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NEW YORK — As they prepare for next week’s Yarn Fair International, yarn and fiber producers are focusing on strategies to keep their businesses competitive through tough economic times. Several firms are placing their bets on new products, hoping that creative ideas will spur spending and keep them afloat. Spinners and manufacturers also are increasingly joining forces in recognition that there can be strength in a team.
The show is scheduled to run July 21-23 at the Metropolitan Pavilion in New York’s Chelsea neighborhood.
Nilit Ltd. will promote Sensil Pastelle at Yarn Fair, a new variety of 6,6-style nylon that dyes lighter than standard nylon and is receptive to both cationic and acid dyes. Molly Kremidas, merchandising manager, said Pastelle yarn can be mixed with Nilit’s Colorwise yarn — which dyes deeper than traditional nylon — and regular nylon to create multihued effects. For instance, she said, by using all three varieties, an apparel maker could produce a striped sock with three different shades of red with just one dip into the dye.
Since Pastelle is receptive to cationic dyes — whereas Colorwise and conventional nylon are not — a manufacturer also could mix cationic and regular acid dye in one bath to make two-color garments. In a different sock, for example, regular nylon would take a red color, while the cationic dye would make Pastelle take yellow.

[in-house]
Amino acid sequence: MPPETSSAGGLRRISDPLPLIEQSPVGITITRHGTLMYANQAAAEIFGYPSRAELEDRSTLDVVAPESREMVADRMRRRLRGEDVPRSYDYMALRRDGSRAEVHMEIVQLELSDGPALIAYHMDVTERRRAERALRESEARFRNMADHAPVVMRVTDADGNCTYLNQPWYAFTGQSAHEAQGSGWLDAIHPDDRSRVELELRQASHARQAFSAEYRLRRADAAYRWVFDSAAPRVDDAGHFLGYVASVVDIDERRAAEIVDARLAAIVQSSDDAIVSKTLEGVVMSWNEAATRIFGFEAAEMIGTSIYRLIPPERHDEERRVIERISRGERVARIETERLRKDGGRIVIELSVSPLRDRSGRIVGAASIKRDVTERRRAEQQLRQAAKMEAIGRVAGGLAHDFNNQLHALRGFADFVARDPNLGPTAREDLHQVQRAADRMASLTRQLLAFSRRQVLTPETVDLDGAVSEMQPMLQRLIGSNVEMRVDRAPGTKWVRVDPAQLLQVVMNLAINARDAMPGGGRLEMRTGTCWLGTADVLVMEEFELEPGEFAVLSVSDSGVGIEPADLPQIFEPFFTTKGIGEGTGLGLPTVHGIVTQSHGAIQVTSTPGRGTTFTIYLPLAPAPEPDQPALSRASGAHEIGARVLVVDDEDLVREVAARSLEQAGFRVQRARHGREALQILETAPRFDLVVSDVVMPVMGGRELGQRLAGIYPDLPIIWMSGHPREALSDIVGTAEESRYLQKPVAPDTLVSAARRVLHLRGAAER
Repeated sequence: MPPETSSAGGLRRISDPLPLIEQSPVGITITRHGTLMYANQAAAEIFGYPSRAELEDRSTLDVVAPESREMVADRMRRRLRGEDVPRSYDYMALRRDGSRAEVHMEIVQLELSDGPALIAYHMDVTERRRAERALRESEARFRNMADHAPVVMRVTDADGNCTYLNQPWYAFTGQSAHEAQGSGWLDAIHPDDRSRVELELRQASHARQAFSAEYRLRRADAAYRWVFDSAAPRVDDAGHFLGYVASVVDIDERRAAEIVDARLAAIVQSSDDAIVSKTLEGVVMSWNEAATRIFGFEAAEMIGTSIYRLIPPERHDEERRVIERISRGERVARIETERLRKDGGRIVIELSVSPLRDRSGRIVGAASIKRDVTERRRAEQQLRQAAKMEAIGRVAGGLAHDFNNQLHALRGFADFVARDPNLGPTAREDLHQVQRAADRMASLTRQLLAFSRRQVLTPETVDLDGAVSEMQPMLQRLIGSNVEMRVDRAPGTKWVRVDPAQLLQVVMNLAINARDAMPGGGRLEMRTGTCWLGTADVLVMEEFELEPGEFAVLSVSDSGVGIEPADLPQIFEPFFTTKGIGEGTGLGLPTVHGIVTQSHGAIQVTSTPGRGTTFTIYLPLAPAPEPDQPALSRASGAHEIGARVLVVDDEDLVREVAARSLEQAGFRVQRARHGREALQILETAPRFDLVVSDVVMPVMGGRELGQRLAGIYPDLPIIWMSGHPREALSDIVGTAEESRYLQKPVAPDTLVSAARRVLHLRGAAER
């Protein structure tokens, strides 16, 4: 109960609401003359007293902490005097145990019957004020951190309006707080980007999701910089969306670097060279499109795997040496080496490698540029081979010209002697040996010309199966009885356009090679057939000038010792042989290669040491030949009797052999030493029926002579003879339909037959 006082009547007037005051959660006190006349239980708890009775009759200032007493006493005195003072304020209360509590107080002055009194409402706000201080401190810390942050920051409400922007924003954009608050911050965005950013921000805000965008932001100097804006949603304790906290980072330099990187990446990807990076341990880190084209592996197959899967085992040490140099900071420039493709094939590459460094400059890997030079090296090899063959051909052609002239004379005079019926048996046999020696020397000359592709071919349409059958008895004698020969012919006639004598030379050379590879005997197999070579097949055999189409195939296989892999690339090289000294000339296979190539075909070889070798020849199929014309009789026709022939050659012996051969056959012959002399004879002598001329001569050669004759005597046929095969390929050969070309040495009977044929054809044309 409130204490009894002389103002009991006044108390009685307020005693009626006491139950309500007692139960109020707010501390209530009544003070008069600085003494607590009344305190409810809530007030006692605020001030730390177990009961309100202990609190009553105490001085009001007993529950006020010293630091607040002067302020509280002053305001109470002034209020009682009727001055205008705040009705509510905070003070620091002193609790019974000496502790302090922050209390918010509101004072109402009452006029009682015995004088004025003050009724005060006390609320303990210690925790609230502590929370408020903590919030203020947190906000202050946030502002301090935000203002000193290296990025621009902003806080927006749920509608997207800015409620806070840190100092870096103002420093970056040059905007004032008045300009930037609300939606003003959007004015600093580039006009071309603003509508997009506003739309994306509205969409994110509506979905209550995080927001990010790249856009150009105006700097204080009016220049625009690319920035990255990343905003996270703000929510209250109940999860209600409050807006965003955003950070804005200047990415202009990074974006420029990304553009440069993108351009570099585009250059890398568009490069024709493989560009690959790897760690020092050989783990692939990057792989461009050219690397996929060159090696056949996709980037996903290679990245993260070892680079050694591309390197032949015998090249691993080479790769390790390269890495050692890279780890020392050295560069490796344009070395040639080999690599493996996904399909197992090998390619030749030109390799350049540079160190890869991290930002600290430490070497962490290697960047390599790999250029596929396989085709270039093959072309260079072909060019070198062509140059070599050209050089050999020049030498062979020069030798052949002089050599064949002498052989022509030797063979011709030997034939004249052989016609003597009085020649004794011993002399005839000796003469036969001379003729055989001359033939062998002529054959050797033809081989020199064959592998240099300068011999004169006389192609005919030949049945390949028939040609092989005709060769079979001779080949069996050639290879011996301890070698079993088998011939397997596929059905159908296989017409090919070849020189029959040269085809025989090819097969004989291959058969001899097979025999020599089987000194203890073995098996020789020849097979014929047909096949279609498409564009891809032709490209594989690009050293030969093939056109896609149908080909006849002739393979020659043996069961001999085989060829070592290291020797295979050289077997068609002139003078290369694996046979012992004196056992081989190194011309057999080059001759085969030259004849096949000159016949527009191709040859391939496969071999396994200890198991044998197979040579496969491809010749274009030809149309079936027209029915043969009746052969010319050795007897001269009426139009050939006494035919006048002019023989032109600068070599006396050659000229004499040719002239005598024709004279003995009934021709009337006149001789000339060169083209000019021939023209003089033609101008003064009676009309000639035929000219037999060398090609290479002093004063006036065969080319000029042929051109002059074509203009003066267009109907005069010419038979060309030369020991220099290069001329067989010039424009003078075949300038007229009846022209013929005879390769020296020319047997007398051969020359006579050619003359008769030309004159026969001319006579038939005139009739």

“But we’re not suggesting that you can reach red and white or black and white at this time,” Kremidas said, acknowledging that the technology has some limitations. “We’ll be giving out a brochure at Yarn Fair that has eight colors and 10 formula recipes to make it work,” she added.
Although Sensil Britex nylon, which achieves very bright colors, is not a new fiber, Kremidas said there has been a strong interest in the fiber lately, especially in garments for the activewear market.
Nilit will continue its joint-marketing efforts with Unifi Inc. at Yarn Fair, through their joint venture, Unifi Nilit Fibers. UNF uses Unifi machinery to create Nilit-developed products, such as the heathered nylon Sensil Arafelle, which is distributed in the U.S. The two companies are taking booths next to one another and sponsoring a hot dog stand.
Forming joint ventures and seeking mergers has become an increasingly common way for companies to strengthen their positions in the domestic textile market, particularly when doing so lets them develop new capacities without making major investments in machinery and technology.
That’s what Kennett Square, Penn.-based Kennetex Yarns did when it acquired Cedar Jet Yarns in June, a hollow-spindle yarn company based in Scranton, Penn. In addition to space-dyed and package-dyed yarns, Kennetex has expanded its product range to include fancy yarns made on Cedar Jet’s hollow-spindle machines. Kennetex sales and marketing director Amy Seiler declined to disclose terms of the acquisition, but said the company had looked to expand into the fancy yarn market for some time.
“We just didn’t have the capability to make fancy yarns like bouclés,” said Seiler. “It was a goal that we had and then the opportunity presented itself.”
Eventually, the company would like to move the new machinery to the Kennetex headquarters in Kennett Square since Cedar Jet is located several hours away, she added.